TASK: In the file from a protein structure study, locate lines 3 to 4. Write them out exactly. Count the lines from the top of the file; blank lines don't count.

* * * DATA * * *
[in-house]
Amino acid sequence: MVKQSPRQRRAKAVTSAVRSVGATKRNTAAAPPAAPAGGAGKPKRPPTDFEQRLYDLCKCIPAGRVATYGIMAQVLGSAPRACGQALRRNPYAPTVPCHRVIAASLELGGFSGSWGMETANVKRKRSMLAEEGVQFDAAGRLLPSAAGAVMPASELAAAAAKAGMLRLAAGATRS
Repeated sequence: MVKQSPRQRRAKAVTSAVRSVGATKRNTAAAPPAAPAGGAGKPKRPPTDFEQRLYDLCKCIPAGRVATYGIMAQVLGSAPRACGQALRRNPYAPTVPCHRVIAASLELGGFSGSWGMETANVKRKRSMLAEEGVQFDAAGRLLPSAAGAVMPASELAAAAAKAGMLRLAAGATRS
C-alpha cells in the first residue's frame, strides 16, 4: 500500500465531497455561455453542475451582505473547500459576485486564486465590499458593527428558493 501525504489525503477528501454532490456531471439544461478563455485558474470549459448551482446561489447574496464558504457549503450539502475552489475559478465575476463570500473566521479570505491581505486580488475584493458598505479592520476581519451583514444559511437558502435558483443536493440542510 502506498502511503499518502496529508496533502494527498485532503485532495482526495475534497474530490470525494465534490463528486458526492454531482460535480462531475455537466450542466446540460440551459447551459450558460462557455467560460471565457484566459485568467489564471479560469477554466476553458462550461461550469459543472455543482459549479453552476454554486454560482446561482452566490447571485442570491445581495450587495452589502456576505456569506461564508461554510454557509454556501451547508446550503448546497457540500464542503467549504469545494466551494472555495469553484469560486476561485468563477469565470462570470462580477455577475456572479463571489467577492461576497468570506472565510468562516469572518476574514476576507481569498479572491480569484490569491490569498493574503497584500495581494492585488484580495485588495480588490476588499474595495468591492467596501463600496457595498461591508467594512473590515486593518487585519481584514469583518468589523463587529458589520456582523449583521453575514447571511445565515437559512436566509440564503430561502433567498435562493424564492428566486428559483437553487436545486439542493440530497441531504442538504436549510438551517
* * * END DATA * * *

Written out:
Repeated sequence: MVKQSPRQRRAKAVTSAVRSVGATKRNTAAAPPAAPAGGAGKPKRPPTDFEQRLYDLCKCIPAGRVATYGIMAQVLGSAPRACGQALRRNPYAPTVPCHRVIAASLELGGFSGSWGMETANVKRKRSMLAEEGVQFDAAGRLLPSAAGAVMPASELAAAAAKAGMLRLAAGATRS
C-alpha cells in the first residue's frame, strides 16, 4: 500500500465531497455561455453542475451582505473547500459576485486564486465590499458593527428558493 501525504489525503477528501454532490456531471439544461478563455485558474470549459448551482446561489447574496464558504457549503450539502475552489475559478465575476463570500473566521479570505491581505486580488475584493458598505479592520476581519451583514444559511437558502435558483443536493440542510 502506498502511503499518502496529508496533502494527498485532503485532495482526495475534497474530490470525494465534490463528486458526492454531482460535480462531475455537466450542466446540460440551459447551459450558460462557455467560460471565457484566459485568467489564471479560469477554466476553458462550461461550469459543472455543482459549479453552476454554486454560482446561482452566490447571485442570491445581495450587495452589502456576505456569506461564508461554510454557509454556501451547508446550503448546497457540500464542503467549504469545494466551494472555495469553484469560486476561485468563477469565470462570470462580477455577475456572479463571489467577492461576497468570506472565510468562516469572518476574514476576507481569498479572491480569484490569491490569498493574503497584500495581494492585488484580495485588495480588490476588499474595495468591492467596501463600496457595498461591508467594512473590515486593518487585519481584514469583518468589523463587529458589520456582523449583521453575514447571511445565515437559512436566509440564503430561502433567498435562493424564492428566486428559483437553487436545486439542493440530497441531504442538504436549510438551517